Skype Flaw Discloses IP Addresses
A security vulnerability in Skype could allow someone to identify a targeted user's IP address, according to a posted exploit on Pastebin.
The exploit instructions, posted by an anonymous individual, provides details on how to download a modified version of Skype 5.5 that could allow an attacker to turn on the debug-log file with the addition of specially crafted registry keys. The attacker can then view a user's Vcard (file format standard used by Skype), whether they appear on the attacker's friend list or not. The attacker would then have access to a user's IP address, city, country and specific Internet provider.
While Skype, which was purchased by Microsoft for $8.5 billion last year, hasn't confirmed whether the exploit is real, it said it is currently looking into the issue.
"We are investigating reports of a new tool that allegedly captures a Skype user's last known IP address," said a Skype representative. "This is an ongoing, industry-wide issue faced by all peer-to-peer software companies. We are committed to the safety and security of our customers and we are takings measures to help protect them."
In October of last year, Skype acknowledged that it was theoretically possible to identify a user's IP address "just as with typical internet communications software", said Adrian Asher, Skype's chief information security officer, to Network World. Asher said that Skype continually monitors and improves security measures to avoid these types of exploits from spreading.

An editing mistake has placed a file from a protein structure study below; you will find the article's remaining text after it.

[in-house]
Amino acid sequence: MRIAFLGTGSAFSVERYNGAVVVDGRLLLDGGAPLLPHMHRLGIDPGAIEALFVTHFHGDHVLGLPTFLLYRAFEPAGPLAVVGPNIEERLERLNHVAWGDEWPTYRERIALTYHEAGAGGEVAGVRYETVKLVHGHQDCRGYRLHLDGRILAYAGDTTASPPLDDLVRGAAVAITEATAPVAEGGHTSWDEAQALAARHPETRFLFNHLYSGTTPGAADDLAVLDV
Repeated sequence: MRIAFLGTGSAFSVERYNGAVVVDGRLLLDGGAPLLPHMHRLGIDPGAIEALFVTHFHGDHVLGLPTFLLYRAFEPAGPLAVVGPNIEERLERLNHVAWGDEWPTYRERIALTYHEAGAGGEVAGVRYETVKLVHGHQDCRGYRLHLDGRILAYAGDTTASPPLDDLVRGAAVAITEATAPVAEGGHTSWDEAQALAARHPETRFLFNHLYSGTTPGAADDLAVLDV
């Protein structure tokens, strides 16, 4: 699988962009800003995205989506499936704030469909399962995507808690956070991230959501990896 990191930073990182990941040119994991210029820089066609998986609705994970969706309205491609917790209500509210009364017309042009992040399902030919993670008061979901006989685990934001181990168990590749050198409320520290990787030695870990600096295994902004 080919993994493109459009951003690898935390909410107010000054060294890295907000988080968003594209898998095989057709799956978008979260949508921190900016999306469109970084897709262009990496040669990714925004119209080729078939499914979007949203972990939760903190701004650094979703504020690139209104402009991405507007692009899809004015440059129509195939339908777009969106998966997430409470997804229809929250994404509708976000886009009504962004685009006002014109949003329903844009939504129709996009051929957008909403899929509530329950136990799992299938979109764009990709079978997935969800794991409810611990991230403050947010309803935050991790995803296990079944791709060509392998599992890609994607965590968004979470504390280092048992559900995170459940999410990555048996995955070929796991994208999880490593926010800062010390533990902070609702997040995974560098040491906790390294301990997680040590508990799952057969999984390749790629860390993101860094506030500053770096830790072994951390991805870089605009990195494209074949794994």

In response to the new exploit Skype has already begun blocking accounts of those using the modified client, according to Marcus Carey, security researcher for Rapid7. However, he believes that this will just cause attackers to create multiple accounts to avoid being detected and deleted.
He also said that if in the right hands, this exploit could be used in crime prevention. "This particular exploit is very beneficial to law enforcement personnel trying to gain the location of criminals who use Skype to communicate over the Internet," said Carey in an e-mailed response.